Rustic Road (Wisconsin)

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Rustic Roads
Highway names
InterstatesInterstate X (I-X)
US HighwaysU.S. Highway X (US X)
State(State Trunk) Highway X (STH-X or WIS X)
County Highway:(County Trunk) Highway X (CTH-X)
Rustic Road:Rustic Road X (RX)
System links

The Rustic Road system is a system of Wisconsin scenic roads. They differ from the main State Trunk Highway System in that they are not meant to be major through routes, but lightly traveled local access,[1] and are to meet minimum standards for natural features. Rustic roads have lower speed limits than those on other highway systems.[2] Each route is marked by brown and yellow signs, with the route number on a small placard below the sign.[3] The letter "R" prefix is followed by the number designation. Wisconsin is the only state to have a system of rustic roads.[4] Wisconsin has a separate system of scenic byways following the development of a national system in the 1990s.[5]

System description

Rustic Road 26 in autumn
Rustic Road 1, north of Medford

The Rustic Road concept was conceived in 1973.[1] The Wisconsin State Legislature established the program to help preserve lightly traveled scenic rural roads. There are a few requirements that a road must have in order to be designated as a rustic road, such as having outstanding natural features or areas that set the road apart from other roads, be a lightly traveled road, not be scheduled for a major improvement which would change its rustic characteristics, and preferably be at least two miles (3.2 km) with a loop, completed closure, or connection to a major highway at both ends of the route.[6] The maximum speed limit established by law is 45 miles per hour (72 km/h), but can be set lower by a local government if desired.[6] Rustic roads may be dirt, gravel, or paved.[6] They can be one- or two-way and can have accommodations for bicycles and hiking adjacent to or incorporated into the road or surrounding area.[2] The designation process is initiated by application for designation by a local government.[1]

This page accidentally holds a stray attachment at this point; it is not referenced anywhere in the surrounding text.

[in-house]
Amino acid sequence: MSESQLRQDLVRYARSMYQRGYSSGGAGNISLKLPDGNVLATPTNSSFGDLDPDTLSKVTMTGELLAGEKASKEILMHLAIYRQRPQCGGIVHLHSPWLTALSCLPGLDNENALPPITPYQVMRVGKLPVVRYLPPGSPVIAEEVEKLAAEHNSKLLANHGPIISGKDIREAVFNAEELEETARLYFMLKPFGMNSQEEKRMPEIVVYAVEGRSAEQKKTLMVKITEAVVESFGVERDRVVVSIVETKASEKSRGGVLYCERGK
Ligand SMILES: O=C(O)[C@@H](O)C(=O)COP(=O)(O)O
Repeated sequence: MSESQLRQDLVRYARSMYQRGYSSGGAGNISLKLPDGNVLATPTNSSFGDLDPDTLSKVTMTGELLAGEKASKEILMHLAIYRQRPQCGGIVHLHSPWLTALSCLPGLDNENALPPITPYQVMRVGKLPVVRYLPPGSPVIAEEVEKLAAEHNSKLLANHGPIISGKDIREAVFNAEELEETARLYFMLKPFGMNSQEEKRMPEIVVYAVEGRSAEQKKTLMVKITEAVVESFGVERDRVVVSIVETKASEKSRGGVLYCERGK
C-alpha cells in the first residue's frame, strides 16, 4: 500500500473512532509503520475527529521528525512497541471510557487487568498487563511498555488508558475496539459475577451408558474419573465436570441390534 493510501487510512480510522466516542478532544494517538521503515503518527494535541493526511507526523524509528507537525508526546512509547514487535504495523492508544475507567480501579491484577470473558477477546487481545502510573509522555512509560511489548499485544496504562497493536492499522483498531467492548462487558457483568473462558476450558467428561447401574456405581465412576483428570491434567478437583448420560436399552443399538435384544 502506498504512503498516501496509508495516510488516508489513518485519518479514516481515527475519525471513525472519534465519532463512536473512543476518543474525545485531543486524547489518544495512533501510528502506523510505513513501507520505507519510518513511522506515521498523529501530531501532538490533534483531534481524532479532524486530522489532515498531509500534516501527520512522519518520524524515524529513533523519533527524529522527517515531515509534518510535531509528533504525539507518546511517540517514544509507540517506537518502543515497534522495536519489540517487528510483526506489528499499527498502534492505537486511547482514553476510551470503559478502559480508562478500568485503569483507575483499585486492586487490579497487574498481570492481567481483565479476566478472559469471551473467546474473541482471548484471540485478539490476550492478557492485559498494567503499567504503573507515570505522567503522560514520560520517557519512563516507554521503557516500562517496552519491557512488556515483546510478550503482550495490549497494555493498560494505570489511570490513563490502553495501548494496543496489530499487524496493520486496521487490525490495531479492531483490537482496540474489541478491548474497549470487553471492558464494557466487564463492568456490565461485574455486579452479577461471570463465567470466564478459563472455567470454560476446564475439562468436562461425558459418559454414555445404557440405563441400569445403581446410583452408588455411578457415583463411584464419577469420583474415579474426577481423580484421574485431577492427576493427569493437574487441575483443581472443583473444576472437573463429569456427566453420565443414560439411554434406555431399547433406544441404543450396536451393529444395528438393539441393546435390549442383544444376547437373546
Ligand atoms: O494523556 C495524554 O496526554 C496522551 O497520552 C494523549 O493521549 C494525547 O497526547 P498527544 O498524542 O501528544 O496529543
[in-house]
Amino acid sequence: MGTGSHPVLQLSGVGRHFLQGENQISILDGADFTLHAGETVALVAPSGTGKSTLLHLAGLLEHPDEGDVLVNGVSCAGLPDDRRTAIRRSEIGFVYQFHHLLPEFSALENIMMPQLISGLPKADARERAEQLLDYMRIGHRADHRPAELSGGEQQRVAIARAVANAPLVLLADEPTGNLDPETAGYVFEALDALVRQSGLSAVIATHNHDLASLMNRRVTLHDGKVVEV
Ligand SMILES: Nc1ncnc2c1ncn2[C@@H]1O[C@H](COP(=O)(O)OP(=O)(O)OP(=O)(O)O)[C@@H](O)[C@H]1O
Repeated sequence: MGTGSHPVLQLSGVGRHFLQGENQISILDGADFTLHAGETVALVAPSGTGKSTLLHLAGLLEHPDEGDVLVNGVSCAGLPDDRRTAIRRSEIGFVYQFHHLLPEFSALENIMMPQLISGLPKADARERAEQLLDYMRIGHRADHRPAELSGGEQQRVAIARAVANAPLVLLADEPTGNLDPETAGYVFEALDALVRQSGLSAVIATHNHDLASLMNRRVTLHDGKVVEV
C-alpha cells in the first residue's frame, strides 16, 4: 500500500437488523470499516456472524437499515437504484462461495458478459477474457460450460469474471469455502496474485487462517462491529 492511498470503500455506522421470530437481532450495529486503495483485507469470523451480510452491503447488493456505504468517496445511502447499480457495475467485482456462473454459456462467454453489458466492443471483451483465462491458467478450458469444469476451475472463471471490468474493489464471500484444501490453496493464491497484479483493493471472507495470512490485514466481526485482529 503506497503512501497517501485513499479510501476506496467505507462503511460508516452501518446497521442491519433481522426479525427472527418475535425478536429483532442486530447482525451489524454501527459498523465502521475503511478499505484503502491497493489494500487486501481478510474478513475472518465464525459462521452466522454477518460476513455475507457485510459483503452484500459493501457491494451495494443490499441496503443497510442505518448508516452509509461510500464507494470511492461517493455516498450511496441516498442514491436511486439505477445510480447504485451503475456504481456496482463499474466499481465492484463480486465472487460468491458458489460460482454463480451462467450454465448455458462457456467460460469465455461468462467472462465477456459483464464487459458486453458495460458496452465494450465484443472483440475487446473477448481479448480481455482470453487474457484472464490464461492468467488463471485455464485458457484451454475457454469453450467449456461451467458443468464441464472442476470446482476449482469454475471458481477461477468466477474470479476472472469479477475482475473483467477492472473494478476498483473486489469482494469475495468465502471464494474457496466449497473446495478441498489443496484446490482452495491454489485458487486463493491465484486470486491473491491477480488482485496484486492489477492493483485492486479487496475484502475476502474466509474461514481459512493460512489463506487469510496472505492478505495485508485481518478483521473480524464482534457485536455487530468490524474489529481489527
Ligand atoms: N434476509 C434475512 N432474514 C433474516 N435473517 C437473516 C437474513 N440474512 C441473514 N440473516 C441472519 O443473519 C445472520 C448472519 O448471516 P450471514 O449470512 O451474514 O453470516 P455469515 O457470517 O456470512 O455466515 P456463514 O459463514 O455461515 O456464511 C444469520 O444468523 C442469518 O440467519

The effort to identify rustic roads began in order to help local government and citizens preserve Wisconsin's scenic routes. The Rustic Roads system was established by the 1973 Wisconsin State Legislature.[3] The law created the Wisconsin Rustic Roads Board.[7] The first road was designated in 1975 in Taylor County in the Town of Rib Lake.[1] The application requires the reasons why a road should be designated, photographs, and a resolution of support from the local government.[1] A 10-member volunteer board develops the rules and standards for the roads, and enacts the final approval for each designation.[3] Before approving, two members of the board separately drive and personally assess the proposed route.[1] As of 2014, the system has 115 Rustic Roads for a total length of 665 miles (1,070 km) in 59 of the state's 72 counties.[1] At that time, the roads varied in length from 2 to 37 miles (3.2 to 59.5 km).[1]


Number Length (mi) Length (km) Southern or western terminus Northern or eastern terminus Counties Formed Removed Notes
R1 5.0 8.0 CTH-D in Rib Lake STH-102 in Rib Lake Taylor 01975-01-011975 current Gravel, first Rustic Road in Wisconsin
R2 7.9 12.7 Center and Grove Streets in Burlington STH-83 in Waterford Racine Paved; three segments with 0.9 mi (1.4 km) of connecting highway
R3 3.6 5.8 CTH-E in Springfield STH-128 in Glenwood Saint Croix Paved
R4 4.0 6.4 CTH-W in Springfield STH-128 in Glenwood Saint Croix Gravel; gas a spur segment included in R4 Spur for a total mileages of 4.6 mi (7.4 km)
R4 Spur 0.6 0.97 R4 in Springfield CTH-W in Springfield Saint Croix Gravel; it is included in R4 mileage and description by WisDOT
R5 3.1 5.0 STH-164 in Waterford STH-36 in Wind Lake Racine Paved